It is very encouraging news because I want to import "manggis master" mangosteen.  However big let down on durian. I had import permit and I was about to import durian varieties from Malaysia, until we found out that only durian need special permit from main offices in capital city. All other plants at the state level. I did not have time to pursue "special" export permit. But looks like it would have been waste of time anyway, since durians don't recover from bare rooting according to you.
You also mentioned that durian scions are very short lived. What's very short?? It is really important for me to have as much accurate info as possible. Also do you have any idea how chempedak and pulasan takes bare rooting?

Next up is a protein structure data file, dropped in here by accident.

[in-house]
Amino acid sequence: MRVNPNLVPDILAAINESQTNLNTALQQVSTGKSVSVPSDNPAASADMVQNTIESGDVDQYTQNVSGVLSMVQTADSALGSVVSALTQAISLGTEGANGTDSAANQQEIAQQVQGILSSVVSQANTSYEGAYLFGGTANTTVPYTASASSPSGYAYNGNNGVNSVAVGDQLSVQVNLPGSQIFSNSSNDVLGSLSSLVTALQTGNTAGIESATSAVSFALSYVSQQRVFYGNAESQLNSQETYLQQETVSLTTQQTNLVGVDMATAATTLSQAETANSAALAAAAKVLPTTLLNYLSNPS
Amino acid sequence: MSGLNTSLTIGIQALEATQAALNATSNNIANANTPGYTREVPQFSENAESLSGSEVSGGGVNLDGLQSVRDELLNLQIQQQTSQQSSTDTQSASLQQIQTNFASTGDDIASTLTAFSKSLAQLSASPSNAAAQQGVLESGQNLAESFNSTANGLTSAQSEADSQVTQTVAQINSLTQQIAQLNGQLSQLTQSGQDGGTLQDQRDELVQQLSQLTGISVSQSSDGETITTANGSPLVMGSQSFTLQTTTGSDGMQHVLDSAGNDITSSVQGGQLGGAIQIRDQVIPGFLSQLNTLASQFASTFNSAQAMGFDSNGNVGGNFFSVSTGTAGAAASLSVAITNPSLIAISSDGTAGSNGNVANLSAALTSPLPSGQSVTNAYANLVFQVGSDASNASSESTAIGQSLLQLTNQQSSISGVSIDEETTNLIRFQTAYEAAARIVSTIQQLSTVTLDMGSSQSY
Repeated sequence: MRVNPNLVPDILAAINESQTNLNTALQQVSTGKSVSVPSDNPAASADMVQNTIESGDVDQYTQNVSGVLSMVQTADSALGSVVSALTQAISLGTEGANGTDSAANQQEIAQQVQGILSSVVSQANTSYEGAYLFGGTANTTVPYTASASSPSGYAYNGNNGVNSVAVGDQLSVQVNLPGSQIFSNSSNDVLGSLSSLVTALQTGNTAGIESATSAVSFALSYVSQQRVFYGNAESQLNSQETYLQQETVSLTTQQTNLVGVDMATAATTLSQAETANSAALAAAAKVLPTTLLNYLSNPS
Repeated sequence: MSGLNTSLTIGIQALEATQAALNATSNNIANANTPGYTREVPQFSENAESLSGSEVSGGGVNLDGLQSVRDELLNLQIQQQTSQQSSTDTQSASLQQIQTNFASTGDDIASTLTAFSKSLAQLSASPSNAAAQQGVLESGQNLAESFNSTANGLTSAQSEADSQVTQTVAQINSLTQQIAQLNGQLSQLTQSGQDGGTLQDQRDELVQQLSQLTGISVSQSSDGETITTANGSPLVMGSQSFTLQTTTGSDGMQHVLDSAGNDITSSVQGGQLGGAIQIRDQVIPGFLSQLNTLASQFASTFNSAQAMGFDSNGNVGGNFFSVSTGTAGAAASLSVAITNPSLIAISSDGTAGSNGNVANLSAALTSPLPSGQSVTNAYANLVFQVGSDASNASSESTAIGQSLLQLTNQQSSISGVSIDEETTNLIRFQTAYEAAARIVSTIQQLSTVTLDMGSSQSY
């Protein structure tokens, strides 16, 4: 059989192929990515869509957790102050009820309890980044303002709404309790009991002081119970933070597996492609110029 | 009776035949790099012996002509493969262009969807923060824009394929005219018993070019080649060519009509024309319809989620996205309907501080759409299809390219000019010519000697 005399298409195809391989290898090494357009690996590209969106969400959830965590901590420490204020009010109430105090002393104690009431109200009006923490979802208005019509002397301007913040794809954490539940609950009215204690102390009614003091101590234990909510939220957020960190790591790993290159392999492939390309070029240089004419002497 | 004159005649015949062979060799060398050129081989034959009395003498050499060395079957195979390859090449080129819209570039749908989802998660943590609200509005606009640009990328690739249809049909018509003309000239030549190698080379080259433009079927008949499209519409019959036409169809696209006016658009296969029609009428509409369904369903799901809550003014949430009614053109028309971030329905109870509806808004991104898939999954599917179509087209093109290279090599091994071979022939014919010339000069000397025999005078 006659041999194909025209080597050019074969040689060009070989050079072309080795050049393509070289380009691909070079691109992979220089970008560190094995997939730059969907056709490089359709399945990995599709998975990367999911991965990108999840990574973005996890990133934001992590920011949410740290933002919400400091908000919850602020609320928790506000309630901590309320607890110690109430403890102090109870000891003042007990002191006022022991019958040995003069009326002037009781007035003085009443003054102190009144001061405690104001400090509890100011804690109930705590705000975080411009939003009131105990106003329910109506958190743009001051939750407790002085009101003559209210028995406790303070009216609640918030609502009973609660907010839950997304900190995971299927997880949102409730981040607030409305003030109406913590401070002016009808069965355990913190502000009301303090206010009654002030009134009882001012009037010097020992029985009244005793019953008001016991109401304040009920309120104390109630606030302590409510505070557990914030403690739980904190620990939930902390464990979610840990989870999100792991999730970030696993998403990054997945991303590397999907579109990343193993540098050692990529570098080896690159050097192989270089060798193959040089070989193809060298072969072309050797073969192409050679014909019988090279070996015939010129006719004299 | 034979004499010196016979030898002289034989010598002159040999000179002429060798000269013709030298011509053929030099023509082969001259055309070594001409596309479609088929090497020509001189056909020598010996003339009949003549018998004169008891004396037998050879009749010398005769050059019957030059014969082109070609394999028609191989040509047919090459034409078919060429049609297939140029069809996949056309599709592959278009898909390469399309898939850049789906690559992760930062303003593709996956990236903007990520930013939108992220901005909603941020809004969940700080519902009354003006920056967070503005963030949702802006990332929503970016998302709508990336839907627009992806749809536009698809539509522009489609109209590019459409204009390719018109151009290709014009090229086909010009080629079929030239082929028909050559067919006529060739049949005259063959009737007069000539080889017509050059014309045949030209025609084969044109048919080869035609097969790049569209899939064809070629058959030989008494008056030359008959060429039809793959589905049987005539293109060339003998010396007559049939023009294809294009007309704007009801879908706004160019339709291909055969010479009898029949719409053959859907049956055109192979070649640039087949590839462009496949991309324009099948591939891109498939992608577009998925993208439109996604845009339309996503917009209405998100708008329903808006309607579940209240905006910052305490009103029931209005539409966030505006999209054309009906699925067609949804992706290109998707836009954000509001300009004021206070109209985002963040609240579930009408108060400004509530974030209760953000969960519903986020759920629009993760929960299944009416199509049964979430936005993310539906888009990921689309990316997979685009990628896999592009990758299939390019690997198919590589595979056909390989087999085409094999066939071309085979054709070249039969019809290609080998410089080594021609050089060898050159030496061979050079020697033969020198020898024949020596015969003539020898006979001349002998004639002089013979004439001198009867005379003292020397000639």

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Re: Receiving and caring for bare rooted plants
« Reply #22 on: February 10, 2013, 12:22:51 PM »
Thanks all.  Sheehan...you're too much.  Great additions Oscar.  Even when shipping from the states or PR...our excellent postal services don't always put much effort into their own "priority mail" shipping parameters.  Last year I shipped two boxes of equal size and price on the very same morning.  One box arrived within the 3 days.  The second box arrived almost 2 weeks later.  And of course had the most tender plants of the bunch which included durian and pulasan.  These plants stayed in my "ICU", as Oscar calls it, for at least a month before they flushed new growth.  But they did!